“A Day Forgotten to Remember”

Midday sun has gotten very tiring, hungry as a lion from a long flight. The streets and buses are congested with massive and heavy construction workers hammering the roads with concrete and mud all over the city. The market places opposite the road seem busy with hawkers carrying foodstuffs and babies on their backs.
I sit in the passenger car, reminding myself how long it’s been since I last visited Africa. I heard voices from the backseat of the vehicle. Frank asked, “do you speak Twi?” I am not sure why he’d asked such a question, knowing very well I could understand even though I couldn’t speak it. I noted, no, I don’t. I wanted to find out if he would say anything about me to his friend that I didn’t know. He spoke things I never thought he would, positive things.
The good things and energy you keep later become your birthmark, something written on your path and journey that people would remember you for. What purpose, what stronghold?
As he drives, I see the streets, the children. I want to do more. I am capable of doing more. Where do I start? How do I begin with no support? Financially I am struggling, trying to put a smile on the people I care for the most. What was his name, that beautiful boy driving? I can only imagine his pinky lips on mine, kissing and caressing me in his arms, and his smell, beautiful as me. His name was Eric.
I turned around only to see his profile smile, and he did the same. We spotted, our eyes met, and our speech became silent as we only heard the music play, my favorite music by Gyakie, ”forever”. I wanted to tell him I loved him right away, but I thought he knew that too. He drove with style, and all I could feel and think about was the streets that raised me. I am home. I feel safe, secure, and at peace with myself.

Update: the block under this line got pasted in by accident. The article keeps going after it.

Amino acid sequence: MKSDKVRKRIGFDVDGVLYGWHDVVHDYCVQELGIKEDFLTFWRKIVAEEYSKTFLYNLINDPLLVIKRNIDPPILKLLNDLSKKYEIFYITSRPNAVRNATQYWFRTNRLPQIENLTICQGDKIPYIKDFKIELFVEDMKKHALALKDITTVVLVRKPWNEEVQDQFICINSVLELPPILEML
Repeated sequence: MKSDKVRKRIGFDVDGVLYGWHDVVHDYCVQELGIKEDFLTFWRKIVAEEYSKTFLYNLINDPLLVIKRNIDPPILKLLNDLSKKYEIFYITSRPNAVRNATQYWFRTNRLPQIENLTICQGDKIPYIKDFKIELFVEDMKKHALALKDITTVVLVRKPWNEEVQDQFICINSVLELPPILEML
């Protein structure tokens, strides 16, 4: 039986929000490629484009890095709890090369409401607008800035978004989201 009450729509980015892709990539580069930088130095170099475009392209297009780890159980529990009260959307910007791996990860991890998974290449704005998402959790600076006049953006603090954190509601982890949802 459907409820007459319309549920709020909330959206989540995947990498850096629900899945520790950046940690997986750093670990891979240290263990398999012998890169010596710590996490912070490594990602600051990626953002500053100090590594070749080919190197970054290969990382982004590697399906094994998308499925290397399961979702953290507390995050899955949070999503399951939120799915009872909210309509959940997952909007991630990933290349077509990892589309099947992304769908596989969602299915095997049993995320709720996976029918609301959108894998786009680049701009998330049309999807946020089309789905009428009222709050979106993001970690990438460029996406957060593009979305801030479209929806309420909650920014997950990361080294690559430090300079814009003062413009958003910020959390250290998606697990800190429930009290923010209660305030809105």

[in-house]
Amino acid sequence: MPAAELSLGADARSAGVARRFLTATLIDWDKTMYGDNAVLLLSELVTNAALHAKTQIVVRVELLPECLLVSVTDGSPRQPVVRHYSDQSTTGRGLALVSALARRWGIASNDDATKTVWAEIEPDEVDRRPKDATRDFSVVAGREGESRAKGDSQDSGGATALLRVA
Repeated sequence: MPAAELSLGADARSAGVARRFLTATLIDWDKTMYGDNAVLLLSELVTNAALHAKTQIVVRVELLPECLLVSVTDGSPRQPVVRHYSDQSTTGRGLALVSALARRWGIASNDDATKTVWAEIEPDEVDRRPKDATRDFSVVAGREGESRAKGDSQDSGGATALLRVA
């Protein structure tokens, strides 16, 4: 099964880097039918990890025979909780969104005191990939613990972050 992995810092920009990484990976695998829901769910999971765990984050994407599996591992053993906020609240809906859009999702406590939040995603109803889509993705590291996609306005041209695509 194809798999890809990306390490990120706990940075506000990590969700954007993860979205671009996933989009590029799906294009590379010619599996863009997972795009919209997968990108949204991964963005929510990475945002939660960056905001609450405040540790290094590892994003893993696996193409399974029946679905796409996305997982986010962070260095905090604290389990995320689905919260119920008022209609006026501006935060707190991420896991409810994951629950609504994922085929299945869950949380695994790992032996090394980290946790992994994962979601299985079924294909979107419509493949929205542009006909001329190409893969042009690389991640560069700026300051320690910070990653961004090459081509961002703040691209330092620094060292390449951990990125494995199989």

Frank was busy talking to Eric about their childhood experiences. How hard life has been for them and how far they have gotten even to have food to eat. Listening to Eric’s side of the story, I realized we had so much in common. I could relate to his fears, his trauma.
Frank and I grew up in the same neighborhood. We went to school together, and our families were very close friends. I could tell Frank disclosed a lot about me before picking me up at the airport. When it comes to relationships, commitment is easy, but love is the hardest.
We reached our destination. Frank and Eric helped carry my items of luggage. As Eric entered the hotel room I had booked, I watched his stature, eloquence, and refreshing figure.
As he was about to leave, I’d asked him. “Do you have a girlfriend?” He smirked, saying, I knew you were going to ask me that question. I laughed, knowing very well he was acting sarcastic. “How you know that?”
“Cos I was going to ask you the same question.” In my cognizance, I knew he was going to ask me a question.
The night became a bliss of silence; it’s like we both said fewer words and more observations. He held my hands, about to ask me a question, when Frank came screaming.
“Yo, Eric, I am not a security guard. I am not getting paid to stand here waiting on you “. Lets step.
“Can I come by tomorrow?” Eric asked. She nodded in agreement.
When Eric showed up the next day, their intertwined garments were on the floor. Eric proposed to Niki. Although they hadn’t known each other for long, they knew right away, they belonged.
Her body shook while he was struggling to breathe. She remembered a day she almost forgot. He had never done this before, marriage. He despised marriage, and here he was asking for a loaf of bread instead of sugar.

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